With respect to Bugless's suggestion, I have sprinkled some DE on the hardwood floor under the sofa, but have been cautious about applying too much of it to the sofa itself. The stuff is just the devil to wipe up, and it's very visible on dark brown leather.

    Is a sofa really necessary?? In my one-bedroom condominium, it's only place sit other than the throne room, and there's no TV there... My worst case scenario last resort will be to wrap the sofa in plastic and put it in self storage for 12 to 18 months to starve the pests out. I can use some throw-away IKEA chairs in the meantime.

  20. Bugless

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    Posted 10 years ago
    Mon Jun 16 2008 10:51:04
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    Excellent point, NoBugs. Please remove my post about dusting couches with DE.

  21. Nobugsonme

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    Posted 10 years ago
    Mon Jun 16 2008 15:53:29
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    Thanks, Bugless.

    ViktorK, pesticide sprays applied to the couch are fine if your PCO applies them. I was only referring to DE which, as a dust, would not be good in the sofa.

    Steam can be very effective, but I would consult with your PCO about where you will be steaming. Remember that if the PCO put down a residual pesticide (ie one which hangs around), you don't want to "clean it away" with steam or other methods.

  22. Adele

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    Posted 10 years ago
    Mon Jun 16 2008 19:34:07
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    by the way NoBugs - In my ignorance (not knowing anything about this site) I tried the DE powder on my sofa for weeks and it did not work so your assessment of that advice is right- it is not a viable way to treat sofas

    just my 2 cents since you've already agreed to it - but I attest to that method's ineffectiveness

    Adele

  23. MixedFeelings

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    Posted 10 years ago
    Mon Jun 16 2008 19:46:16
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    Hi there,

    I have just started dusting my couch. Prior to the dusting, I did multiple rounds of dry-steaming and applying a pesticide residual spray.

    I am now dusting under the couch (turn it over, remove cover and apply a thin coat with a rose duster), the cracks on the rest of the couch, and under and between cushions. But not on surfaces where people touch (such as the upper seat cushions, backrests or arms). I've also covered the whole thing with a large sheet. This is to protect us from touching any dust, and to contain any dust that may be disturbed by movement. My theory is that the BBs in there will need to touch at least some dust to get up onto the sheet to bite us.

    It's early, but so far the bites have seem to be reduced. I also found my first possible BB-carcass... under the couch after I dusted! Wooo! (Although I cannot say it is BB for sure, it's squished, might be a spider.)

    Just my two cents of personal experience.

    MF

  24. heartattackhelpme

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    Posted 10 years ago
    Mon Jun 16 2008 22:32:45
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    Hi
    I have a couch that has been treated three times chemically and once with thermal heat.
    I just bought this couch and love it. It is only 3 months old.
    I was bit again....anyhow...I think that my son maybe carrying them to his Father's and back again.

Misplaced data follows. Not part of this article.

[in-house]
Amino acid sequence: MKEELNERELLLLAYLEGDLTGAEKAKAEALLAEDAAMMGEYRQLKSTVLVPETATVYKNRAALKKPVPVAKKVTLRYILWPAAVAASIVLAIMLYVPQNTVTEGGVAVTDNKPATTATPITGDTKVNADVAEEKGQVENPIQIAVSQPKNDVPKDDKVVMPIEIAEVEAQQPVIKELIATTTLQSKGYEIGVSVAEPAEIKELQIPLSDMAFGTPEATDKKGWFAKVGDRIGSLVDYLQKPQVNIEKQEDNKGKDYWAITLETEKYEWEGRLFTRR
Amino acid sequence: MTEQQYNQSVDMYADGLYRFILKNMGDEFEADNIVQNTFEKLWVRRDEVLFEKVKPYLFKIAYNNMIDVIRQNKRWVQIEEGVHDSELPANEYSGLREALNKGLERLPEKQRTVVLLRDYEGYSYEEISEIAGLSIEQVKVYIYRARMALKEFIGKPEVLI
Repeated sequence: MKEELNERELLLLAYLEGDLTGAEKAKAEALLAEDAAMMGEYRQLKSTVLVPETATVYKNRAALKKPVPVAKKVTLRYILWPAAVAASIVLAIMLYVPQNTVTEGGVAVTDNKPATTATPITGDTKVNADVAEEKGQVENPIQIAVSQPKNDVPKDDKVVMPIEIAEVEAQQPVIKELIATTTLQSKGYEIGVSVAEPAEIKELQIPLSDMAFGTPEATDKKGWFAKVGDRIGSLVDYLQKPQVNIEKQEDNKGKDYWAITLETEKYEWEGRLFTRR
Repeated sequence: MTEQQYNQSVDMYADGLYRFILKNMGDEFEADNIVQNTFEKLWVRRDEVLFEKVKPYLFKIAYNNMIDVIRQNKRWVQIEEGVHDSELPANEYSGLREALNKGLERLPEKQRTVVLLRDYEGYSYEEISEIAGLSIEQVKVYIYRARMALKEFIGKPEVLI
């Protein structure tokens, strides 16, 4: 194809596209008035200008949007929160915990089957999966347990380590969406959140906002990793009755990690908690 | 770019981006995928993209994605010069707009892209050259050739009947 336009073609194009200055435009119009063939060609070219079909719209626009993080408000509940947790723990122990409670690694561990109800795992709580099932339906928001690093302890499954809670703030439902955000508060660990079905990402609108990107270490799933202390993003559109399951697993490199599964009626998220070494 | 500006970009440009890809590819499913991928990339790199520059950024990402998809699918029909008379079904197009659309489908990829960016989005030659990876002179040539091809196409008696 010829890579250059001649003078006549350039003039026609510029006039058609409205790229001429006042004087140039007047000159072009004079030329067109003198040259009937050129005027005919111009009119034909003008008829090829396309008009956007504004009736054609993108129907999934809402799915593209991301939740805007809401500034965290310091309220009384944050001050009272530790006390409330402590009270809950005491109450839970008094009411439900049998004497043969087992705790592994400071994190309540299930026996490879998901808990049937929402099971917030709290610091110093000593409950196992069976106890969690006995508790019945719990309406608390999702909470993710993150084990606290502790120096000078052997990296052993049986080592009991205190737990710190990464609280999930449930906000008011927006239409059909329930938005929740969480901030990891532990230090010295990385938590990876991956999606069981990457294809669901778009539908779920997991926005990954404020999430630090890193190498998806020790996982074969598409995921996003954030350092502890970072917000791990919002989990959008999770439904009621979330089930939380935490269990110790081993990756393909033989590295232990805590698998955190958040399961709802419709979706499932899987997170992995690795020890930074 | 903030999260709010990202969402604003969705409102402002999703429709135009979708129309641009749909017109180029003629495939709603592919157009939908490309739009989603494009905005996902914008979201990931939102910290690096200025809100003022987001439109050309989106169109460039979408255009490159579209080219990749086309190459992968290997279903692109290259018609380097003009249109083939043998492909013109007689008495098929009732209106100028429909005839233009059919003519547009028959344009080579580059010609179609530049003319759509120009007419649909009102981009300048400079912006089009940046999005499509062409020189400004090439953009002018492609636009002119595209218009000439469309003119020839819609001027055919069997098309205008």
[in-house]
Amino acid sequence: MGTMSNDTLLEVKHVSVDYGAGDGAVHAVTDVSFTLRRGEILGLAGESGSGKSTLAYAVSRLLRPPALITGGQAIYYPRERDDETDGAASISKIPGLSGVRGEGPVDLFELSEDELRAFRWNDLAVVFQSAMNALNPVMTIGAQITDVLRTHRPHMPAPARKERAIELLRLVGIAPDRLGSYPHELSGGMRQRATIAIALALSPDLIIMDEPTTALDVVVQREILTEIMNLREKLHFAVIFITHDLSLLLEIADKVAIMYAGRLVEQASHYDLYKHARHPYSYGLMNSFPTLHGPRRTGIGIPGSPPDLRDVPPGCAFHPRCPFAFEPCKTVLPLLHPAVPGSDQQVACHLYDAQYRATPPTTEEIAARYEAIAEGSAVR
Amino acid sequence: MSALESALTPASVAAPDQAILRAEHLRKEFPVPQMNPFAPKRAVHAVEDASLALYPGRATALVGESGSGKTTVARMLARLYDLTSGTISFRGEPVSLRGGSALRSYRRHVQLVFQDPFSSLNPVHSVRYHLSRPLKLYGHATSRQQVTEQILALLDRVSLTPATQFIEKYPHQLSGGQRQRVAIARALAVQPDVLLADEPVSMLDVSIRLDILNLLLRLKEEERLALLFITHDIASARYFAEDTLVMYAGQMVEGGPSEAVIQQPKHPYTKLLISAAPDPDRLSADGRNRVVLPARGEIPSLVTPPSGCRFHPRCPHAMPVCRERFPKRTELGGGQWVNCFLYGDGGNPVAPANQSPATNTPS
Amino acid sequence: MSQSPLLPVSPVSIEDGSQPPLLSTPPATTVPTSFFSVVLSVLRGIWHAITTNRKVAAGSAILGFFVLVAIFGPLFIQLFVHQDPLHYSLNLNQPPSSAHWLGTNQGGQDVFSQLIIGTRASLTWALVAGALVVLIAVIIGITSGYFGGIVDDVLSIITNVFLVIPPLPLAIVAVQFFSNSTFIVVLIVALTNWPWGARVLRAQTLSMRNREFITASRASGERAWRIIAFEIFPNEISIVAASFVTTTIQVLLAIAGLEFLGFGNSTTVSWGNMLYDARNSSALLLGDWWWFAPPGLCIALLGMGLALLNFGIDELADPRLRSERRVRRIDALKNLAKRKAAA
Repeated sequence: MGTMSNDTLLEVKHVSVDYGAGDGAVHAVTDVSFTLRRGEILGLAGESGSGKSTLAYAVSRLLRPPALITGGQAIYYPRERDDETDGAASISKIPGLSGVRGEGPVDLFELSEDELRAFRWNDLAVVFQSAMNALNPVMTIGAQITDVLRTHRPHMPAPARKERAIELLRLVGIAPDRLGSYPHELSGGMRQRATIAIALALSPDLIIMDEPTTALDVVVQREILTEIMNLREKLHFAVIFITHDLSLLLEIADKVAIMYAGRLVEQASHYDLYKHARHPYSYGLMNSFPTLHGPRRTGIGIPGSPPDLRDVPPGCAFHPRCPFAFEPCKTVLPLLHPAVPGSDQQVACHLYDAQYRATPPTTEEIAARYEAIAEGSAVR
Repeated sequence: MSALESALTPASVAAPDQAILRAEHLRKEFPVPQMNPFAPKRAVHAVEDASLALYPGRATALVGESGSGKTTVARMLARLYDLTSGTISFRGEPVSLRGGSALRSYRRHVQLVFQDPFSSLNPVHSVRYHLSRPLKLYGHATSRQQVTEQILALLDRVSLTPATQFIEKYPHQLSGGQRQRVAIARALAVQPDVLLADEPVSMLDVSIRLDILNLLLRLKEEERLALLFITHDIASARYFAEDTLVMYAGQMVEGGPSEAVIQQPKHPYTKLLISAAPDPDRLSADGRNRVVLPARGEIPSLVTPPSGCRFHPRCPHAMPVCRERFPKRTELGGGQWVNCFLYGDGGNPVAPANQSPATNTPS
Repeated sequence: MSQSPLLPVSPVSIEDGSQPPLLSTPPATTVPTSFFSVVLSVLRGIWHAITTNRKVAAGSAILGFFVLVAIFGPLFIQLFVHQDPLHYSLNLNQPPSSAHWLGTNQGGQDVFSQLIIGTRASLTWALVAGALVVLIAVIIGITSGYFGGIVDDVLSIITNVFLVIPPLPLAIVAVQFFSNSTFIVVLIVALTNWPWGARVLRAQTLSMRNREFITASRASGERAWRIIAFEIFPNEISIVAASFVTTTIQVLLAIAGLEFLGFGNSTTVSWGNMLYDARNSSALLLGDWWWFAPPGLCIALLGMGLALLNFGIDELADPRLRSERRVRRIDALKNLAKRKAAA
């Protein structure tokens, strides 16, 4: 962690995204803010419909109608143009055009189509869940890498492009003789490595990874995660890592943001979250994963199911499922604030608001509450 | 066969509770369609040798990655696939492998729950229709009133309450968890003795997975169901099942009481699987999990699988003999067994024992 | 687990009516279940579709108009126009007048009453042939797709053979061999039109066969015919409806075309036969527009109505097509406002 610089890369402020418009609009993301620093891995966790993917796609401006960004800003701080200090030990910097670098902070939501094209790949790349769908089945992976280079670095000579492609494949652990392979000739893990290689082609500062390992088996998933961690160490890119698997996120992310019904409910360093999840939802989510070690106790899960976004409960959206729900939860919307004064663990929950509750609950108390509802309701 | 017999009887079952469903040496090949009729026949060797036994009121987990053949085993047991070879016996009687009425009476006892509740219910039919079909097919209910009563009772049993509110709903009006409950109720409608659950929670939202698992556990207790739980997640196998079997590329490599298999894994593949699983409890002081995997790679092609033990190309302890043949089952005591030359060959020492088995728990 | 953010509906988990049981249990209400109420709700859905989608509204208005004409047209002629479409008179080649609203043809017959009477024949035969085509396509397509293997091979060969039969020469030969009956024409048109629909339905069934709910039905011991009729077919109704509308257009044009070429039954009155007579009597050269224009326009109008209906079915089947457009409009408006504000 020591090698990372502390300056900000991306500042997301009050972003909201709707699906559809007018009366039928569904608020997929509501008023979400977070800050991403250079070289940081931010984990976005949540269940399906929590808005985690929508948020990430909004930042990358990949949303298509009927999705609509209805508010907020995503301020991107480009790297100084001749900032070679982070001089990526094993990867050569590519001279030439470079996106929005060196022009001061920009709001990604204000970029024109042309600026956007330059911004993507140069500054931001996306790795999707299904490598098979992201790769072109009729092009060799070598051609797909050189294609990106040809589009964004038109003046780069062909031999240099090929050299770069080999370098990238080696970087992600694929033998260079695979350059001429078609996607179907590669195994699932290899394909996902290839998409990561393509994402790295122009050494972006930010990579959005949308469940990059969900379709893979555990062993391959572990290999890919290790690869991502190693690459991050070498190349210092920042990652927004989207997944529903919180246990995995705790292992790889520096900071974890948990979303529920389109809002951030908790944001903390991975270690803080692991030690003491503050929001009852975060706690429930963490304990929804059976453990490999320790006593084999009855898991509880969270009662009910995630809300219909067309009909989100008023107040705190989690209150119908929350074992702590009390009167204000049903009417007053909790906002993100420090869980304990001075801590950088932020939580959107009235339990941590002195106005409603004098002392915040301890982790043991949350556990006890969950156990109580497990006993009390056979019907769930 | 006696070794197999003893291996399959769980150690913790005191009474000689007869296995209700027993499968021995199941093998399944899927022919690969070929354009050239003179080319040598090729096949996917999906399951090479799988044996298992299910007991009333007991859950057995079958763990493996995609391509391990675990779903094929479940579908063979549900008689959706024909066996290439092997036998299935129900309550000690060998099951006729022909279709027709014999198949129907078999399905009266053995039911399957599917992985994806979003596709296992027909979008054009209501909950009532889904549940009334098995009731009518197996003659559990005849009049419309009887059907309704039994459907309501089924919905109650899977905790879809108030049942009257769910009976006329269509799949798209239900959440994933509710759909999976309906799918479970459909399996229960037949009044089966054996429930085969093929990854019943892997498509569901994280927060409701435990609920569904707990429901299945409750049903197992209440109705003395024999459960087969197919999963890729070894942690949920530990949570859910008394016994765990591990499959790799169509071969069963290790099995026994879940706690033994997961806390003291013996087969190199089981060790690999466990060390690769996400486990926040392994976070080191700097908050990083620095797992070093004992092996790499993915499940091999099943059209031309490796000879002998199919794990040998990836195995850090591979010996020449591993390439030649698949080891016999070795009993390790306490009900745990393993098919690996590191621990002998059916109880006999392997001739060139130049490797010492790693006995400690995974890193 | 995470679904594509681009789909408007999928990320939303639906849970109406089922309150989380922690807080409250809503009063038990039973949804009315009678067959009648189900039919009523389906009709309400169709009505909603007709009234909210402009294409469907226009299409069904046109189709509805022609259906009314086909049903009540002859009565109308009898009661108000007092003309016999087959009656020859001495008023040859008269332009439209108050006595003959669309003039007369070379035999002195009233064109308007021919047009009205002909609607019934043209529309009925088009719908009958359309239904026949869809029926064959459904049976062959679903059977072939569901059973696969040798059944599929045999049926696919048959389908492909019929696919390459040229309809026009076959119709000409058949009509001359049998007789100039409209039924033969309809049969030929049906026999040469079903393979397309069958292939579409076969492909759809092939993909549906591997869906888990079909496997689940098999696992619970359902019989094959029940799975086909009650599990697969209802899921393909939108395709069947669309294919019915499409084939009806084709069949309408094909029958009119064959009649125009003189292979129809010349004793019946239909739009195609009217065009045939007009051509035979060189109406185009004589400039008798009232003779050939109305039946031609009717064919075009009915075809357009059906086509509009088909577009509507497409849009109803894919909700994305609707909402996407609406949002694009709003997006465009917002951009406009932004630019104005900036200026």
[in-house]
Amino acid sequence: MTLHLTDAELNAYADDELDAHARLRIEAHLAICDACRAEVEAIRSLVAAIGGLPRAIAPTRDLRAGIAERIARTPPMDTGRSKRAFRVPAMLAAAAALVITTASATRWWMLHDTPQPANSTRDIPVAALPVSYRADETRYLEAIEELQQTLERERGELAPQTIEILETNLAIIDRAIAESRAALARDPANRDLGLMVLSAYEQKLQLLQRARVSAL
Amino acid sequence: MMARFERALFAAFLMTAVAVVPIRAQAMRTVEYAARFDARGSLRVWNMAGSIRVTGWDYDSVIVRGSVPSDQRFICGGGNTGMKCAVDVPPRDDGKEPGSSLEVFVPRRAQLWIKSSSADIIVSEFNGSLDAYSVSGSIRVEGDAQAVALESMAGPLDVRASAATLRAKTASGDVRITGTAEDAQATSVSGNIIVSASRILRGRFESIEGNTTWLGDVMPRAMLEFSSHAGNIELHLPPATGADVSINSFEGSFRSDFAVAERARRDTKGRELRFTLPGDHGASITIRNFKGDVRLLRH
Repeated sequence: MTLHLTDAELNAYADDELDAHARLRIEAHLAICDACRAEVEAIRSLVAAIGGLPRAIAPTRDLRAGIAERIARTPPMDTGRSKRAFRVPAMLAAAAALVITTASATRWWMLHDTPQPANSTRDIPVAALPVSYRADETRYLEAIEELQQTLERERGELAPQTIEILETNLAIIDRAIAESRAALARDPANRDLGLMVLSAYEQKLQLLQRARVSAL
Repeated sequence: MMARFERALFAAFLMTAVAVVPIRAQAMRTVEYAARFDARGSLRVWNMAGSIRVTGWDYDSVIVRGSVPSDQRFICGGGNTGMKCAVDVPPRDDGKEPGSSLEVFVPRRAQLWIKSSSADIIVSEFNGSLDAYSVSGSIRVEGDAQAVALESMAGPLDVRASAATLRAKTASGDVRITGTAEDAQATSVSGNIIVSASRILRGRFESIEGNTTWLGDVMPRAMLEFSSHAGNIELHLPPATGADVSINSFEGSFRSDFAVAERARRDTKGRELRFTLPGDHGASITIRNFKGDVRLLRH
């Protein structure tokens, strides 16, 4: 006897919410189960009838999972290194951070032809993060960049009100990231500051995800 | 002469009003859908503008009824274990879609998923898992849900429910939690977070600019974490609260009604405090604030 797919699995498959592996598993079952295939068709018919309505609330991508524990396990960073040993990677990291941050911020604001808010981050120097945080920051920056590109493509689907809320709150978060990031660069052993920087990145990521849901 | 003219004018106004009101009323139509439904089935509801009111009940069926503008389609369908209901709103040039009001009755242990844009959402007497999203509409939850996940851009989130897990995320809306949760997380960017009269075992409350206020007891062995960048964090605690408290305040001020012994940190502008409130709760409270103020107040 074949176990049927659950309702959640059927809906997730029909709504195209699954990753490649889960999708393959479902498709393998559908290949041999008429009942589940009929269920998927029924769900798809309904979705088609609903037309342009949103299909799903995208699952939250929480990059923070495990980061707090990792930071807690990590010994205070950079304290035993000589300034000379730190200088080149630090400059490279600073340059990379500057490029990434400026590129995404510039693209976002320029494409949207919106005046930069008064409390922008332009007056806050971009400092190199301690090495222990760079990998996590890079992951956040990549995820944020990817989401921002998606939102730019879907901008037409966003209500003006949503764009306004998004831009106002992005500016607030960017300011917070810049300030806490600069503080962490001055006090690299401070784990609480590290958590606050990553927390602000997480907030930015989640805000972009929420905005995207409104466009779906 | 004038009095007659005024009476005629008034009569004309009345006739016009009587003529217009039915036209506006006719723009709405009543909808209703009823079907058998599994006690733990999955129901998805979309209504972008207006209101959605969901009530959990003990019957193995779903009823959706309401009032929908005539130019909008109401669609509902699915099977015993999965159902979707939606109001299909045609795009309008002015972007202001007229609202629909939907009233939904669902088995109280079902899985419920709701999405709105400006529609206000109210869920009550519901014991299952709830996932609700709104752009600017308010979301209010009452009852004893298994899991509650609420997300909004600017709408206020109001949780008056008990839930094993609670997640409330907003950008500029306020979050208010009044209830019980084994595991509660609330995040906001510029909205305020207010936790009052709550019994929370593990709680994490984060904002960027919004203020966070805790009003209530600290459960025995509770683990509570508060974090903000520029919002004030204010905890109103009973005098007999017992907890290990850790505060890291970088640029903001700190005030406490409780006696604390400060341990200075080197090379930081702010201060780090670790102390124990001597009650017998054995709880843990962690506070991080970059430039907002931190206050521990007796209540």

I have just insisted that his father have a dog inspection. He has not agreed to it and thinks that I am ridiculous.
    However, I do not know what else to do right now. All I can do is encourage him before the nexgt treatment.
    What if I through out the couch and they come back?
    That is the issue isn't it?
    I wish there was an encasement to put on the couch right after spraying to ensure that they never come back.
    This is one of the most misunderstood problems that I have ever encountered. There is no education unless your search and share.
    My heart races all of the time.
    I am quite worried that I may have a stroke.

  25. Adele

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    Posted 10 years ago
    Mon Jun 16 2008 23:00:52
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    Dear Heartattack... you know I am not any sort of an expert - and I have my moments ranting and raving and can certainly relate to the stress and anxiety of these miserable things

    but Truly - sometimes it is worth a moment to take a deep breath and not get so upset or anxious - and yes I have been there and can relate

    Please don't make yourself sick over this

    If you think your son may be spreading them from his Father's house then when he comes back from visiting his father you can take all kinds of precautions to prevent him from further spreading them into your home

    God bless you

  26. Nobugsonme

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    Posted 10 years ago
    Tue Jun 17 2008 0:25:51
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    MixedFeelings,
    I would be concerned that dust applied between cushions and under cushions might be inhaled. It can be bad for your lungs. (I am not concerned with you putting it in static areas under the couch, on the floor under couch, etc.)

    Adele, DE can work, but bed bugs must cross it to die and it will take 10 days (we're told) to kill them. If you put it down 2 weeks ago, it may be too early to call it a failure. I don't think it's good as a sole method either, but it can help (just not in a sofa's cushions!)

  27. Adele

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    Posted 10 years ago
    Mon Jun 23 2008 19:33:00
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    nobugs - for the record - i tried the DE for 6 weeks with no success

    anyway the sofa is gone

    Adele